However you learned about libertarianism, it was because someone, in some way, reached out to you. That person, too, learned from someone else.

And that outreach was backed up by a network of libertarian organizations that have worked for decades to create a powerful movement ready with information and opportunities for people who want to make a difference in the world.

Those organizations didn’t spring up out of the ground by magic. They were only possible because someone — someone like you — years ago decided that this cause was so important they wanted to make sure these organizations existed, so that people like you could learn about liberty and the liberty movement.

For almost thirty years the Advocates has been a vital part of the libertarian movement. Our mission is a unique one. We help people encounter and learn about the ideas of liberty — and we provide them with the best methods and tools to help them, in turn, take those ideas to others.

The Advocates has helped millions of people encounter, evaluate and embrace the ideas of liberty. And we’ve helped countless libertarians become highly successful in convincing others to accept these ideas.

Our World’s Smallest Political Quiz has been taken online over 22 million times. Thousands of people take it each month, learning more about their political views and discovering libertarianism.

The Quiz has reached additional millions through newspapers, magazines, OPH booths, over 10 million card copies, textbooks, talk radio, and many other ways.

The Liberator Online — you’re reading it right now — takes information about liberty, the liberty movement, and the best ways to communicate libertarian ideas to over 30,000 subscribers.

We reach out in many other ways, too. New technology offers incredible opportunities. I recently did an online communication seminar from my office in Georgia with a group of libertarian students in Arizona. That would have been inconceivable just a few years ago.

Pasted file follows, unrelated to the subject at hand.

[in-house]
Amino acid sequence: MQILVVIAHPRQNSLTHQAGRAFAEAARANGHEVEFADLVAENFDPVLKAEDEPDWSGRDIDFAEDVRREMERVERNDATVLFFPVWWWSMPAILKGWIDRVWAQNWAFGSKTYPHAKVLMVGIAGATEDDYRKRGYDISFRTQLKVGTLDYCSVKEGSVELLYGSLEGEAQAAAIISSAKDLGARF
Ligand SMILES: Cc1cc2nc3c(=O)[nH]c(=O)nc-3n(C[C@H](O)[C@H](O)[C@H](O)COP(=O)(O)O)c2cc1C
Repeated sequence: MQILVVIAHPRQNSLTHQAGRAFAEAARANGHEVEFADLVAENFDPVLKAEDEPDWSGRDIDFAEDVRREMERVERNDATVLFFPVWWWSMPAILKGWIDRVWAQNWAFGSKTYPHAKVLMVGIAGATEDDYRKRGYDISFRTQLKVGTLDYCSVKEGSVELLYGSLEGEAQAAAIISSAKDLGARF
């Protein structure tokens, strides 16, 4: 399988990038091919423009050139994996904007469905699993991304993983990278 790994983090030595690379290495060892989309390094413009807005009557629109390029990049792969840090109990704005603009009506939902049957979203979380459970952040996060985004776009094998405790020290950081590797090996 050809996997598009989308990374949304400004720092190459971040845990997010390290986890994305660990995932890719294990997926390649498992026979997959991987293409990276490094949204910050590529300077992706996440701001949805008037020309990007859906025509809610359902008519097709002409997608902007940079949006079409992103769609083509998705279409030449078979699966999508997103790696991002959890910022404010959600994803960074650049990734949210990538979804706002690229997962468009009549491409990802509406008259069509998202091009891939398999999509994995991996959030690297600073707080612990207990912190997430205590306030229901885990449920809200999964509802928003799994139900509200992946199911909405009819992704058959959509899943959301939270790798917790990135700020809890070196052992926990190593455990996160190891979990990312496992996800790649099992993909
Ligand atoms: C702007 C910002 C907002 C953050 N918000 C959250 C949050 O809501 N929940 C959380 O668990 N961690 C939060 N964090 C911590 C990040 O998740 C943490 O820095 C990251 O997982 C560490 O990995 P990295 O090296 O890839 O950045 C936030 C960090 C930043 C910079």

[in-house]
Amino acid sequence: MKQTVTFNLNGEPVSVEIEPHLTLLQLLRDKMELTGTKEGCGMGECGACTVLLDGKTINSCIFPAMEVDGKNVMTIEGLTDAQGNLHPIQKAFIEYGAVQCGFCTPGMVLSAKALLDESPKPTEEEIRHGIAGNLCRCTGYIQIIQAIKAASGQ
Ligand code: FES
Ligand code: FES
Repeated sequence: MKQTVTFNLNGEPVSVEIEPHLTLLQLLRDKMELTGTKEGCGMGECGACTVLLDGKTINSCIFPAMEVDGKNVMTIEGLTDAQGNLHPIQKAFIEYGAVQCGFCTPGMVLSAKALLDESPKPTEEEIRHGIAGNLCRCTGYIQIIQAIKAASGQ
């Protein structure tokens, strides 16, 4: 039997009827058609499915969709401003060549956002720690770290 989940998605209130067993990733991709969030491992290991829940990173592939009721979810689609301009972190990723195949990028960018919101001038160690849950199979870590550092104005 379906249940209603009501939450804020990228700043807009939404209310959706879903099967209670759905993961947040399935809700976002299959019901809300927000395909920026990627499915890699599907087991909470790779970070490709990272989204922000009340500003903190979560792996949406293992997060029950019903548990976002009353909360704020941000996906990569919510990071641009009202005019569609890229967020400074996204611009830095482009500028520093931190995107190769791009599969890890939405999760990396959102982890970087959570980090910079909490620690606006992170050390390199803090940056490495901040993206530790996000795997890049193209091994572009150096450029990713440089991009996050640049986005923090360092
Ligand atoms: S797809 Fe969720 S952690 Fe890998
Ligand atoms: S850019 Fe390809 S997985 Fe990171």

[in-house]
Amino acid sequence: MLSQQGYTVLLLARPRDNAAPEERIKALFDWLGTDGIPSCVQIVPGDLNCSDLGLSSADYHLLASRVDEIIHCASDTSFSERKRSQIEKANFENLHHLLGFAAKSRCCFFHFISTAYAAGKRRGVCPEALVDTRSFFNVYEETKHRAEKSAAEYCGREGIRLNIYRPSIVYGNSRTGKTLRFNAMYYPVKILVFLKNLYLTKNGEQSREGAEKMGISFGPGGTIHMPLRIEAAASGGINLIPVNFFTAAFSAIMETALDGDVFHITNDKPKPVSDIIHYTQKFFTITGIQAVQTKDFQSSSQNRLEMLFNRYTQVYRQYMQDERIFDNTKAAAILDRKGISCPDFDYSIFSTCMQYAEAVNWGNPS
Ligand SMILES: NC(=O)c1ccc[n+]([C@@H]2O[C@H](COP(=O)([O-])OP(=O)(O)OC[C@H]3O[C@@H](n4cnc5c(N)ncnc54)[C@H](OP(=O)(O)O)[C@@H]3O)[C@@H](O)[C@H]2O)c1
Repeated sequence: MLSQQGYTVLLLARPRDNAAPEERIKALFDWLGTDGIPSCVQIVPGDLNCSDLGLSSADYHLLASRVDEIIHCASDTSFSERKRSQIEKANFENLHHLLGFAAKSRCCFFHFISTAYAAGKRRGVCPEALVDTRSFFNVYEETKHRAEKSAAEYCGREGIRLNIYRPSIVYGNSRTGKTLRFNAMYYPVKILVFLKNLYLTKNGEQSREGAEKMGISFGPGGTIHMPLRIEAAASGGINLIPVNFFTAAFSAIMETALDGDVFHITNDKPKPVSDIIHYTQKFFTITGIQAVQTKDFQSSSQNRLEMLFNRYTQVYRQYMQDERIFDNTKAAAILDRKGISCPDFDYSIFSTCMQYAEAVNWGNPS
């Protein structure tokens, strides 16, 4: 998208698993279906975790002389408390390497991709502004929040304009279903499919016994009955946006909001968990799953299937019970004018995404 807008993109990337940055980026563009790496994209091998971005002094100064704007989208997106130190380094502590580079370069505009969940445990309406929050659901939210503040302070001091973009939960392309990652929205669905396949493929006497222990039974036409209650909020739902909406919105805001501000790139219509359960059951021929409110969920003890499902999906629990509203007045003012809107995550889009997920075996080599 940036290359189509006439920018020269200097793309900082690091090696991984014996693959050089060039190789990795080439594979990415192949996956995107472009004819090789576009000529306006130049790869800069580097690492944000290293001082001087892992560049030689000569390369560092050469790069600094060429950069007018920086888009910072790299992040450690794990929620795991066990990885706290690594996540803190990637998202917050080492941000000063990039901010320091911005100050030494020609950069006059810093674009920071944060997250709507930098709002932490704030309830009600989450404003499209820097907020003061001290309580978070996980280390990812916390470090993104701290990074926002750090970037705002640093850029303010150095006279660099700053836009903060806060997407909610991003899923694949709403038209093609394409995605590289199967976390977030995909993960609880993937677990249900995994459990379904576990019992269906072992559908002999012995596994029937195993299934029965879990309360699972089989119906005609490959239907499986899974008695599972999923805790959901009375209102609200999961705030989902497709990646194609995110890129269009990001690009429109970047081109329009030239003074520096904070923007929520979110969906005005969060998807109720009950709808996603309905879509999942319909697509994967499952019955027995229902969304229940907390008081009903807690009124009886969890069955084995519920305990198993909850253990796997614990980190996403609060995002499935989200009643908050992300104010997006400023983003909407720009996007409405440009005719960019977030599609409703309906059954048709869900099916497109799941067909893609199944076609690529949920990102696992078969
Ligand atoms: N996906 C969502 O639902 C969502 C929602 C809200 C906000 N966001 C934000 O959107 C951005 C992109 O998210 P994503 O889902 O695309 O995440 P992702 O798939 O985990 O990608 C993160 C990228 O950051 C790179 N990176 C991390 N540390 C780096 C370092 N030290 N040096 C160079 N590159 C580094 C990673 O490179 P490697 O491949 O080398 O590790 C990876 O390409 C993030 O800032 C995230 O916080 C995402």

But it still comes down to you. You — your activism, your donations, your outreach to friends, neighbors, families and others — make the work of the Advocates, and the growth of the liberty movement, possible.

Your participation is vital. The future of liberty — for yourself, your family, the world — will be shaped by the actions of the libertarians of today.

This is incredibly important. Liberty matters. The lives and well-being of millions of people are at stake.

Your efforts make a difference. Your participation in the struggle is essential.

As the great libertarian economist Ludwig von Mises said:

“No one can find a safe way out for himself if society is sweeping towards destruction. Therefore everyone, in his own interests, must thrust himself vigorously into the intellectual battle. None can stand aside with unconcern; the interests of everyone hang on the result.”

Victory is NOT inevitable. But our ideas are moving forward, and there is great reason for optimism.

When you contribute to the work of the Advocates — or other worthy libertarian organizations — you are helping move the world in the right direction. You are making a real difference.

DonateJust as someone, once, did for you.